Farewell To My Grandmother

Initially this post was going to be about the time when I got stood up on a date on last Saturday. Typically enough, these things happen to me because, well, I am not exactly sure why. Something else happened the following day which made the unfortunate event less important, if it ever had any importance. I lost my grandmother. It doesn’t find anywhere in the current context of this blog, but this is part of this lifetime, and it’s bigger than anything I’ve ever written.

Her life wasn’t easy. Grandmother always said – going through life isn’t the same as crossing the field – it’s a literal translation, it carried more profound meaning when it was said by her, in Russian. She was born in 1940 Russia when the hardships of war and post-war trauma was weighting heavily on the generation betrayed by the ruling class, the same class which was sent to be slaughtered by Stalin and his parasite huntsmen. The lack of faith in the future and bitter memory of the past was passed on with mothers’ milk to the youth which had no future other than mere survival inflamed by boredom, hard labour and alcoholism. Yet one thing which always remained untainted was love.

My grandmother had a tough start to her life. Being born into peasant family, she got married at the age of 17 to the love of her life, a handsome young man, my grandfather whom I never met. By the age of 25 she already had two young boys and an alcoholic husband. Alcohol, infidelity and violence was a shadow placed upon young woman’s life who didn’t know any better, in fact nobody knew any better, this was the characteristics of the era of the post war small Russian village. However love that she had for my grandfather soothed her existence over the years. Even after his death, she would often speak of him, the love of her life, Nikolay.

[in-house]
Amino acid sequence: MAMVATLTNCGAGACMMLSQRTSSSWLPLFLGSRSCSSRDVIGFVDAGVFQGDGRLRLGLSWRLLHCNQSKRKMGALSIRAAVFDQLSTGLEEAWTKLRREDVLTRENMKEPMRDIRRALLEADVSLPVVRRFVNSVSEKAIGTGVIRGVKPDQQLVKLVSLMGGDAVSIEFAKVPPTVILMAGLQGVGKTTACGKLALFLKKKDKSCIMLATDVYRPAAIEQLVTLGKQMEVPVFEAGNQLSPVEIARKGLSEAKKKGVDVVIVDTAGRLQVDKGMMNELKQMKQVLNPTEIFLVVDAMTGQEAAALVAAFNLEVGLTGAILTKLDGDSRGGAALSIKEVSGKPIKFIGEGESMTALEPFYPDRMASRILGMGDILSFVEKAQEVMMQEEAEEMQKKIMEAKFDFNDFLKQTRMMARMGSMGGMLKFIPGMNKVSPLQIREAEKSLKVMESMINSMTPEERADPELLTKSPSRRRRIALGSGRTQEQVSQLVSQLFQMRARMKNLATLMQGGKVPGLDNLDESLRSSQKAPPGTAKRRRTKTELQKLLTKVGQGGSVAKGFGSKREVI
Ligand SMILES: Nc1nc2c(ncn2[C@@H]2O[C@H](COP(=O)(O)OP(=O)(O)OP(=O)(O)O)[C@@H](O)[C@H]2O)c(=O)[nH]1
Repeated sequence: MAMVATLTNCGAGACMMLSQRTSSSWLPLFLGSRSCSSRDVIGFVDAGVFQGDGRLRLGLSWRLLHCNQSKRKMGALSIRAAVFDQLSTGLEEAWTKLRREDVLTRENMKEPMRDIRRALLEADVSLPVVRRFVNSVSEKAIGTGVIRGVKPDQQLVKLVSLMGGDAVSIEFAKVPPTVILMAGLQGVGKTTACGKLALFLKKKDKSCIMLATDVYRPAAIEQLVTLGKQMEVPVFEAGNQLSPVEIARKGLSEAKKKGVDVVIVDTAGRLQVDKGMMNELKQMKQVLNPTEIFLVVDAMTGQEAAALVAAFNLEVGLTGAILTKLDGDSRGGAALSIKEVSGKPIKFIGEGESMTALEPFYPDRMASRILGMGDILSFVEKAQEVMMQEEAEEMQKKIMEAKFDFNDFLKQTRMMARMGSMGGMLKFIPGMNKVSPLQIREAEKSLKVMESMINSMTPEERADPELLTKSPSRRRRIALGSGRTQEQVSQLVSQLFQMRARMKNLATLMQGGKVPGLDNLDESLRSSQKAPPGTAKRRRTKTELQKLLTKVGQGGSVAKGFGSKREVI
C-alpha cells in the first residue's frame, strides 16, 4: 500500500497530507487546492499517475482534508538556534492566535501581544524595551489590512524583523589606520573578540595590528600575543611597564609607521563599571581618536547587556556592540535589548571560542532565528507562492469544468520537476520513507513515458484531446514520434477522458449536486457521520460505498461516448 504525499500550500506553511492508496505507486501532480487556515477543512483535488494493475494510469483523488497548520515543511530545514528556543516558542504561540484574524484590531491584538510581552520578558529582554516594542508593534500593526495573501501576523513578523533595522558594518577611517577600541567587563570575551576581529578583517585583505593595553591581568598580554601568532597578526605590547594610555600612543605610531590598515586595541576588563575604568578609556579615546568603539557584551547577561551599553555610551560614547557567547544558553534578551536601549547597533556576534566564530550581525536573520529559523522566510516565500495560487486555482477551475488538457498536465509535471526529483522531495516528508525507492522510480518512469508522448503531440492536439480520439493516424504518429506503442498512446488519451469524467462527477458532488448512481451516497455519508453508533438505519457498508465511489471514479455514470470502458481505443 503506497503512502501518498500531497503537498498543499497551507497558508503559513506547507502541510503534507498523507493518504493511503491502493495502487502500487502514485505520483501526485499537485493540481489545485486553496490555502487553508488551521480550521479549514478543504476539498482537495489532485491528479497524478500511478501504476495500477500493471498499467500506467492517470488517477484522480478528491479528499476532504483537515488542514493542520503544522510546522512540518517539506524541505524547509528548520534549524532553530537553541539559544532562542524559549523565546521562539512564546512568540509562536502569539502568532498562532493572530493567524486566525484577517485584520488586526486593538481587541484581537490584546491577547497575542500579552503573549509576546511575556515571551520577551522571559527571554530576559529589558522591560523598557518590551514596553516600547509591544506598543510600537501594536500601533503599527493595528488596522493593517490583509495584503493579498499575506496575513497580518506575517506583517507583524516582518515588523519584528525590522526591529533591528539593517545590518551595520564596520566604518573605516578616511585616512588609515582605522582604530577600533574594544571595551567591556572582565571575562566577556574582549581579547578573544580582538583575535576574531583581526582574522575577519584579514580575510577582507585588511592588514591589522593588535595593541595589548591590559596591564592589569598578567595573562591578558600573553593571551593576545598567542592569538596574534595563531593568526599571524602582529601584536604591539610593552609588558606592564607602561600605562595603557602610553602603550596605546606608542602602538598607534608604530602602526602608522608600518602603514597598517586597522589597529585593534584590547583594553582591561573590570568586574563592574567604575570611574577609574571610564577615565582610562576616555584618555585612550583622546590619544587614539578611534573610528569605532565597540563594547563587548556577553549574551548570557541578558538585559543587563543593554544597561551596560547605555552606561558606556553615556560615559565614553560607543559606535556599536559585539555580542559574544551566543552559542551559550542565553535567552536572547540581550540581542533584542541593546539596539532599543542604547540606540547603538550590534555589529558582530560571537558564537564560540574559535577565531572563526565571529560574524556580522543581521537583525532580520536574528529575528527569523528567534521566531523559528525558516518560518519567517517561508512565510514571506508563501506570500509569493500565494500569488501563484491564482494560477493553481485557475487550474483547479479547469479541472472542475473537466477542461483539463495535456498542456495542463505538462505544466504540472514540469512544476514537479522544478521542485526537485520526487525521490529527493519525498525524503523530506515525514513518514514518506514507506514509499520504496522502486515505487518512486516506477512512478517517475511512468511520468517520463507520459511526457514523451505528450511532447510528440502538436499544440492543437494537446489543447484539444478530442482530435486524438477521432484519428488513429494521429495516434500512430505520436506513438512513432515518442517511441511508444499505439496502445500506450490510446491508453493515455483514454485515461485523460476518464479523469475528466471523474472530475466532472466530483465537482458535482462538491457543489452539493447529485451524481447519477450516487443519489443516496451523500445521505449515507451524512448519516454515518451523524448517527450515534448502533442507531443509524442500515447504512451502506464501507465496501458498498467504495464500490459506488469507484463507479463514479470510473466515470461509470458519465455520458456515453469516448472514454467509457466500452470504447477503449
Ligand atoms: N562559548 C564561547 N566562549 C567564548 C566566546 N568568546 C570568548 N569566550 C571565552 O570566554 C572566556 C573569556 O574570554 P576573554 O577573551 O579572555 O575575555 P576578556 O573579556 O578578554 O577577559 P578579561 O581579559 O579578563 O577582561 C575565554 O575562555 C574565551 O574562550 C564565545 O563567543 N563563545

Widowed at the age of 33 she remained faithful to him till the end of her life. She lived alone in the remote town called Energetic, Orenburg. She’d come visit both of her sons for a few months every couple of years to look after her grandchildren. I remember her being incredibly stubborn and stern, sometimes clumsy and very protective of her sons which drove my mother mad, but she was also kind and unconditionally loved her grandchildren.

I also remember heated arguments I had with my mother who’d often compare me to grandmother. She criticised my adolescent bitterness, stubbornness and defiance as if it was an inherited flaw. I desperately tried to shake it off, only to realise years later that a so called flaw in character is a flaw my grandmother had no control over. Can you blame somebody for being born into a society which was destroyed and demoralised  by war and poverty?  A flaw which drove a desperate woman to find herself at the edge of the cliff with two young boys and as if by the same flaw she found her way back to the long lost faith in the future.

I treasure every bit of that flaw I have in me because I am the woman today because of this woman and I am sorry I will never be able to tell her that. I’m terribly sorry. I am sorry I haven’t seen her in more than ten years, I am terribly sorry I didn’t say ‘I love you my darling’ enough. She died in a care home alone, two days before her 77th birthday, far away from where she was born and lived all her life. She often spoke about how she wished to be buried next to her beloved Nikolay, I am sorry her wish didn’t come true. There aren’t enough sorries in the world to redeem the hard life she had. I only hope, that wherever she is right now, she’s at peace in the sweet embrace with the man she loved. R.I.P my darling. I will miss you forever.